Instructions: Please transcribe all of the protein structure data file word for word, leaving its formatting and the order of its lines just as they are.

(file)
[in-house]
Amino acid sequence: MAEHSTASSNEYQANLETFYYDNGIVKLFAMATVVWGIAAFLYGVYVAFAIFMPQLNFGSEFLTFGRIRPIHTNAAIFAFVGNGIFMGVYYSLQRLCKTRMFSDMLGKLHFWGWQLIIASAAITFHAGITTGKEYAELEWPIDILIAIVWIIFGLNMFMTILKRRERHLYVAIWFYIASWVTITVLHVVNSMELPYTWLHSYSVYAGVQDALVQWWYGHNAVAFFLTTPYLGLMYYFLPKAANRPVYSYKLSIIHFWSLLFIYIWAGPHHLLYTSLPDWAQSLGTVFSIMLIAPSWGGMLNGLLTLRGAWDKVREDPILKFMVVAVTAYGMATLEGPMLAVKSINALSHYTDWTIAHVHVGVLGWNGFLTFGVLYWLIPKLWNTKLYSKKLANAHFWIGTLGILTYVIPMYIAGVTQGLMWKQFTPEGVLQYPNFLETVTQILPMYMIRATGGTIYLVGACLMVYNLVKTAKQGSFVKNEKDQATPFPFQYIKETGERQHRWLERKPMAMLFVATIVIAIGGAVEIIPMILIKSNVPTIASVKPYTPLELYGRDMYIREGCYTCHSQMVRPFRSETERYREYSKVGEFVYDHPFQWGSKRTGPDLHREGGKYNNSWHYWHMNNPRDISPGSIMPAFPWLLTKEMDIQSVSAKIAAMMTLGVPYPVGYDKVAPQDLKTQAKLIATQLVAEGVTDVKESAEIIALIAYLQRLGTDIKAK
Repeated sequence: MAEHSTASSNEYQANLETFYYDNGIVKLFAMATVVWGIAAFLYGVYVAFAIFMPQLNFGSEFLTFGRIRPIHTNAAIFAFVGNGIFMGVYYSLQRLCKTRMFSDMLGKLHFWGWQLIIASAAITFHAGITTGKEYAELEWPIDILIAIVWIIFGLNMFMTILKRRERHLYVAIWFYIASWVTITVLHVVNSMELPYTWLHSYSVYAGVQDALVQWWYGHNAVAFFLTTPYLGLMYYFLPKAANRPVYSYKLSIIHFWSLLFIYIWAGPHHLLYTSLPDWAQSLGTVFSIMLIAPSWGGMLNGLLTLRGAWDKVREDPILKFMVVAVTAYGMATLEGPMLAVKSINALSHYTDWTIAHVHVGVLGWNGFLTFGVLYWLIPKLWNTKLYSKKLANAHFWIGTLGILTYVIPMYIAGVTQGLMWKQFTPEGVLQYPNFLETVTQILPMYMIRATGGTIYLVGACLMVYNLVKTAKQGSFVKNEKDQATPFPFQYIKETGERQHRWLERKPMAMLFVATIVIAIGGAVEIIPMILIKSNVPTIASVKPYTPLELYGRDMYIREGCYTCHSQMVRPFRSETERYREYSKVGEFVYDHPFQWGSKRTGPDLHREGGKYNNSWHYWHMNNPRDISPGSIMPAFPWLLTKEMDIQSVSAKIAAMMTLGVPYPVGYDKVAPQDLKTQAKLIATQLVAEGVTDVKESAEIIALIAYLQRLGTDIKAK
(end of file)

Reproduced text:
[in-house]
Amino acid sequence: MAEHSTASSNEYQANLETFYYDNGIVKLFAMATVVWGIAAFLYGVYVAFAIFMPQLNFGSEFLTFGRIRPIHTNAAIFAFVGNGIFMGVYYSLQRLCKTRMFSDMLGKLHFWGWQLIIASAAITFHAGITTGKEYAELEWPIDILIAIVWIIFGLNMFMTILKRRERHLYVAIWFYIASWVTITVLHVVNSMELPYTWLHSYSVYAGVQDALVQWWYGHNAVAFFLTTPYLGLMYYFLPKAANRPVYSYKLSIIHFWSLLFIYIWAGPHHLLYTSLPDWAQSLGTVFSIMLIAPSWGGMLNGLLTLRGAWDKVREDPILKFMVVAVTAYGMATLEGPMLAVKSINALSHYTDWTIAHVHVGVLGWNGFLTFGVLYWLIPKLWNTKLYSKKLANAHFWIGTLGILTYVIPMYIAGVTQGLMWKQFTPEGVLQYPNFLETVTQILPMYMIRATGGTIYLVGACLMVYNLVKTAKQGSFVKNEKDQATPFPFQYIKETGERQHRWLERKPMAMLFVATIVIAIGGAVEIIPMILIKSNVPTIASVKPYTPLELYGRDMYIREGCYTCHSQMVRPFRSETERYREYSKVGEFVYDHPFQWGSKRTGPDLHREGGKYNNSWHYWHMNNPRDISPGSIMPAFPWLLTKEMDIQSVSAKIAAMMTLGVPYPVGYDKVAPQDLKTQAKLIATQLVAEGVTDVKESAEIIALIAYLQRLGTDIKAK
Repeated sequence: MAEHSTASSNEYQANLETFYYDNGIVKLFAMATVVWGIAAFLYGVYVAFAIFMPQLNFGSEFLTFGRIRPIHTNAAIFAFVGNGIFMGVYYSLQRLCKTRMFSDMLGKLHFWGWQLIIASAAITFHAGITTGKEYAELEWPIDILIAIVWIIFGLNMFMTILKRRERHLYVAIWFYIASWVTITVLHVVNSMELPYTWLHSYSVYAGVQDALVQWWYGHNAVAFFLTTPYLGLMYYFLPKAANRPVYSYKLSIIHFWSLLFIYIWAGPHHLLYTSLPDWAQSLGTVFSIMLIAPSWGGMLNGLLTLRGAWDKVREDPILKFMVVAVTAYGMATLEGPMLAVKSINALSHYTDWTIAHVHVGVLGWNGFLTFGVLYWLIPKLWNTKLYSKKLANAHFWIGTLGILTYVIPMYIAGVTQGLMWKQFTPEGVLQYPNFLETVTQILPMYMIRATGGTIYLVGACLMVYNLVKTAKQGSFVKNEKDQATPFPFQYIKETGERQHRWLERKPMAMLFVATIVIAIGGAVEIIPMILIKSNVPTIASVKPYTPLELYGRDMYIREGCYTCHSQMVRPFRSETERYREYSKVGEFVYDHPFQWGSKRTGPDLHREGGKYNNSWHYWHMNNPRDISPGSIMPAFPWLLTKEMDIQSVSAKIAAMMTLGVPYPVGYDKVAPQDLKTQAKLIATQLVAEGVTDVKESAEIIALIAYLQRLGTDIKAK